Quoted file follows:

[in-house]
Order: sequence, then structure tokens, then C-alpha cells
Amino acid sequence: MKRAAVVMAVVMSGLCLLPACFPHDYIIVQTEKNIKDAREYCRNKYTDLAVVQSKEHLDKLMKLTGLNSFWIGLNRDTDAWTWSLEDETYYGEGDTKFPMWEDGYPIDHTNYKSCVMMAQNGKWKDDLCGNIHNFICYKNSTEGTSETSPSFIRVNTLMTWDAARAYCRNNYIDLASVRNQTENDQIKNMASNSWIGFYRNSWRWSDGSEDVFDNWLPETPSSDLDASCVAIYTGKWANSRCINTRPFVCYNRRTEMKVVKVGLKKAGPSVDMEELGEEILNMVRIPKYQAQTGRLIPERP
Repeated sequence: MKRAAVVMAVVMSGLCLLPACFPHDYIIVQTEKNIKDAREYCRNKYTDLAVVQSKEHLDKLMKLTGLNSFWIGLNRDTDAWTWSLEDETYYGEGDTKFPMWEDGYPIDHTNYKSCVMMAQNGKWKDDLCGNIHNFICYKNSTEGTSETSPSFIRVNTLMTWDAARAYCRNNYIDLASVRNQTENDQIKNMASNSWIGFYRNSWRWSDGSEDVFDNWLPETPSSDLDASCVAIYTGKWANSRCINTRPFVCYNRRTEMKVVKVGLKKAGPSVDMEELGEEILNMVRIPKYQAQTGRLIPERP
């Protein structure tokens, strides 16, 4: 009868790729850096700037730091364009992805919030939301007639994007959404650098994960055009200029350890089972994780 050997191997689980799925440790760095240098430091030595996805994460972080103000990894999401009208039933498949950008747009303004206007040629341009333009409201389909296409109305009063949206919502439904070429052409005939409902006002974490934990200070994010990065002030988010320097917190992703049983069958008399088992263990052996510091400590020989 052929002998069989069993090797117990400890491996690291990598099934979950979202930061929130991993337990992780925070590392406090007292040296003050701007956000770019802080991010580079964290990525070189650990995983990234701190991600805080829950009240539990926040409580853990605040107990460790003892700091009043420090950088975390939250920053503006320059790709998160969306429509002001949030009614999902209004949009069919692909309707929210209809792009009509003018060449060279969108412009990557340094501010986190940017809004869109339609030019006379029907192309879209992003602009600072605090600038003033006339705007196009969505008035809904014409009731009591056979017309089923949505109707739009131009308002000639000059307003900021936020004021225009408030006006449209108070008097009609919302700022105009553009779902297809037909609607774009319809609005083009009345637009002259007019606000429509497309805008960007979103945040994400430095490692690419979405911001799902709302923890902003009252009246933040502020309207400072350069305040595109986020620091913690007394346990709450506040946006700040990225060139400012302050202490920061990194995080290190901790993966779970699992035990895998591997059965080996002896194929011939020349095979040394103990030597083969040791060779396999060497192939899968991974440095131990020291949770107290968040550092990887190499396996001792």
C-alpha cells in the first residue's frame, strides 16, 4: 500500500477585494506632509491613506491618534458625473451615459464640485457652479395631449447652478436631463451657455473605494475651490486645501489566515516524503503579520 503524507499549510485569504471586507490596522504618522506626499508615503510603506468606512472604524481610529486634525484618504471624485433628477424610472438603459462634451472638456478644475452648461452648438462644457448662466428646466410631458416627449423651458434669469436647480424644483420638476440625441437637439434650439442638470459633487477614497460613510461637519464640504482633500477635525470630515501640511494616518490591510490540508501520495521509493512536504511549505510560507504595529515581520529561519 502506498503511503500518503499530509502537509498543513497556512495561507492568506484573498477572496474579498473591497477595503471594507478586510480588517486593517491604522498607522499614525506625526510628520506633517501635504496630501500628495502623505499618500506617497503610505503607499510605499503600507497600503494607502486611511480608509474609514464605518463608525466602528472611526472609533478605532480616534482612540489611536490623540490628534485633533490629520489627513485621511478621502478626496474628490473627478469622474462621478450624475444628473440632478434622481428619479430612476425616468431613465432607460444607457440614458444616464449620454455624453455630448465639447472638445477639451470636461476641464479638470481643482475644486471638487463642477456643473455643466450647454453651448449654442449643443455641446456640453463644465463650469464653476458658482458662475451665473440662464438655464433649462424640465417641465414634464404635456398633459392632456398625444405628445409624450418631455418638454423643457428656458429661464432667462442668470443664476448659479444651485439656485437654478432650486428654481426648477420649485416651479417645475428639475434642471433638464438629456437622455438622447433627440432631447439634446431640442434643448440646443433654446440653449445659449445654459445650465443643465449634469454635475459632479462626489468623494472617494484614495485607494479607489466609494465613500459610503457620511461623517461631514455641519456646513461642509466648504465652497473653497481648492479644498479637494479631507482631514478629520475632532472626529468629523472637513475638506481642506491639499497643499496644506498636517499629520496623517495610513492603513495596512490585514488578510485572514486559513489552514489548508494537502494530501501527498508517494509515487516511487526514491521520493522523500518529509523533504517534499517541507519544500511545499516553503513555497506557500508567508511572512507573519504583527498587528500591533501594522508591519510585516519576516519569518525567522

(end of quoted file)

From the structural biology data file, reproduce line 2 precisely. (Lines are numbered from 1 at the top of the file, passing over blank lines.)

Order: sequence, then structure tokens, then C-alpha cells